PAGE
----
There’s no doubt about it – Switzerland’s a jaw-dropping destination, but it can be an expensive place to visit too. Fortunately, there are some ways tourists can keep their costs down. Here are five tips for travelling for less in Switzerland, according to recent visitor, SEB ATKINSON.
Get yourself a discounted train ticket
Switzerland is famous for it’s punctual train network, which puts most other countries’ systems to shame. But, just rocking up and buying a train ticket on the day of departure can be painfully expensive.
Fortunately, there are some ways for tourists to get in on the discount action. If you’re staying for a while, you can get a one month Half Fare Card costing 120 Swiss Francs. So if you’re going to make over 240 Francs worth of train journeys, it’s worthwhile. For a shorter period, check out the Swiss Travel Pass that can be used to cover journeys over 3, 5, 8, or 15 days, along with a Flex version, which allows you to use the card on non-consecutive days.
Another hidden secret that few travellers will know is that each region is allocated a set number of discounted tickets. While some can be used for anyone, others are limited to local residents. These have to be bought directly from the ticket office. Or if you’re staying with a resident, they may be nice enough to pick one up for you. And there are no questions asked when you present them to the ticket inspectors.
Find cheaper, hidden gem attractions
As in most countries, popular attractions tend to be the most expensive in Switzerland. But do a little research prior to leaving, and you’ll find some lesser-known gems.
One such find is the Eggishorn, a lesser-known mountain in the heart of the Alps where the most expensive cable car ticket to the top is around 45 Francs. It’s a great deal considering on a clear day you get amazing 360 degree views to peaks like the Matterhorn.
By comparison, taking a cable car up to the summit of the famous Schilthorn (okay, so you’ve likely not heard of it, but you will recognise it from James Bond) costs a whopping 105 Francs.
Keep the alcohol to a minimum
If you’re on a budget, and you booked a trip to Switzerland to party, you’re going to be disappointed. Alcohol can be pricey, costing around 6 to 8 or more Francs for a beer. Its cost is put into perspective when you consider the other places in Europe with cheaper booze and nightlife.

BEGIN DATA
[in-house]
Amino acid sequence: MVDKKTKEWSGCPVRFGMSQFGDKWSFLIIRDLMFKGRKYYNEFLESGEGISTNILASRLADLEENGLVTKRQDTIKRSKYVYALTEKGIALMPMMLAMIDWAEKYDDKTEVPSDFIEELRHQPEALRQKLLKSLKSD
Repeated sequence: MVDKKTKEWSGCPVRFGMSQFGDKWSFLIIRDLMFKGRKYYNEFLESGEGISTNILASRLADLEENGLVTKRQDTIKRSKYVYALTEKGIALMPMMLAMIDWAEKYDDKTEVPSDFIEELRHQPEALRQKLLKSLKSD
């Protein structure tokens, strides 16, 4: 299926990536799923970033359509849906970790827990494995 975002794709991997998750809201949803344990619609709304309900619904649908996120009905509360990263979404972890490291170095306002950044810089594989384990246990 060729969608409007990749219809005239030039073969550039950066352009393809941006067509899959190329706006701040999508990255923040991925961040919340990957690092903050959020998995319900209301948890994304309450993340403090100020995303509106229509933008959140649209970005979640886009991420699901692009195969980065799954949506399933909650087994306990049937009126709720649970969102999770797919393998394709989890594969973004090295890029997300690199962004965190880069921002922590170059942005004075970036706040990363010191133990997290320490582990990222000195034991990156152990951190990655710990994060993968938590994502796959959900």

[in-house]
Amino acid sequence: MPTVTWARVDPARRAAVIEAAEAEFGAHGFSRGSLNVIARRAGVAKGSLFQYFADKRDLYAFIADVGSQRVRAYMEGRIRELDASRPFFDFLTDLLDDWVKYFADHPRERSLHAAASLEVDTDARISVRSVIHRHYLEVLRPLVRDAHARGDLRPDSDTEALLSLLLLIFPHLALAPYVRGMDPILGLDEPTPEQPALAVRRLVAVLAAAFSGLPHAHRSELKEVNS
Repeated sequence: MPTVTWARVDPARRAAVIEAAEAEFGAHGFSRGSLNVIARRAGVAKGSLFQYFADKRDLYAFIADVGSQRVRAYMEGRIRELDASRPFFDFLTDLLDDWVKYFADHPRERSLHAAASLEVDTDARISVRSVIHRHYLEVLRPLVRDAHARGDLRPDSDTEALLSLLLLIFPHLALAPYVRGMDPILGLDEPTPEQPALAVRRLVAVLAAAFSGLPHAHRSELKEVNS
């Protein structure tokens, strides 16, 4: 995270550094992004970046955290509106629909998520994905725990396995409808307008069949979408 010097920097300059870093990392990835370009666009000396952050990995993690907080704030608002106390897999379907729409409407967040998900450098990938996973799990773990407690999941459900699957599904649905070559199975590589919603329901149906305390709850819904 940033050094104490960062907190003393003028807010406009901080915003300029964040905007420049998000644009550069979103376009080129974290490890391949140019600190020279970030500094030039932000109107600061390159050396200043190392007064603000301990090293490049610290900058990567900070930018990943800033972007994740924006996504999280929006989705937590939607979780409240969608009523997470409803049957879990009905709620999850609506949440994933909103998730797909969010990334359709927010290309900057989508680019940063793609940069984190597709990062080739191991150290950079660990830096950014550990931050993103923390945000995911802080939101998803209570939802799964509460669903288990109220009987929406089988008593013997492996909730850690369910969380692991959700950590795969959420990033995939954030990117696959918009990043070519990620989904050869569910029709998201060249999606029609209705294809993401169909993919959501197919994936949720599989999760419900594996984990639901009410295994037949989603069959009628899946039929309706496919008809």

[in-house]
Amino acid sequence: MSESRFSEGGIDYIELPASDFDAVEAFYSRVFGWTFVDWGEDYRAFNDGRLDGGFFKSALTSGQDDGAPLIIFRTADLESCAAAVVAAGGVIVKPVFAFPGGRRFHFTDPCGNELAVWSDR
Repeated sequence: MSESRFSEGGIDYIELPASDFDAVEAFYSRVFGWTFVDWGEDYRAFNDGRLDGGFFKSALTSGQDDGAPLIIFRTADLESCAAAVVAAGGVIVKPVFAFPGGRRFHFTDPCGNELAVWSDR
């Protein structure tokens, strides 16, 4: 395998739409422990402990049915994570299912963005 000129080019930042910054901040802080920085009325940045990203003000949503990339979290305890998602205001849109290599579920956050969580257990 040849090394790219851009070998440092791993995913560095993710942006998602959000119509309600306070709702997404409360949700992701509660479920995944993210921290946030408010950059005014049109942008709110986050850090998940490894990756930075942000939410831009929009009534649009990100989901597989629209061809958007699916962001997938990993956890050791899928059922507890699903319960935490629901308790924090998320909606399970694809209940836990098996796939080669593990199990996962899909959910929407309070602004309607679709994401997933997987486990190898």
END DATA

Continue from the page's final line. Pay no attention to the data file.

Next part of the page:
That said, be sure to try the local wine, because you won’t find it anywhere else in the world. And yes, it is possible to grow grapes in an alpine country - visit Valais, Ticino or Geneva and you’ll see vineyards lining the edges of the valleys.
The Swiss also don’t make cheap wine - it’s all boutique, made by small vineyards on steep mountainsides, which limits the viability of mass production methods.
Many people visit the Alps in winter to go skiing, but why not go in the off-season, when the snow has melted and an amazing landscape has emerged?
Not only will accommodation be a bit cheaper when the skiers have gone too, but crucially, hiking is free. Plus, since it’s an important part of the Swiss mountaineering culture, there are plenty of designated hiking routes, called wanderwege. Just be sure to pack your camera!
Eat out at lunch
Lunch time is by far the cheapest time of day to eat out, so if you’re looking to experience local cuisine, don’t wait until the evening. Like in France, many restaurants offer a “menu of the day” that usually consists of a soup and main course, at a significant discount.
You can find such lunch specials for around 10 to 20 Francs, and if you’re up for some Chinese, Indian, Thai or other non-Swiss cuisine, you’ll tend to find prices are towards the lower end and portions are bigger.
This means you’ll need to make lunch your main meal of the day, but what’s better than hiking to one of Switzerland’s many mountain restaurants, having a hearty meal and walking back down to the valley?
Have you visited Switzerland? Have some budgeting tips to share?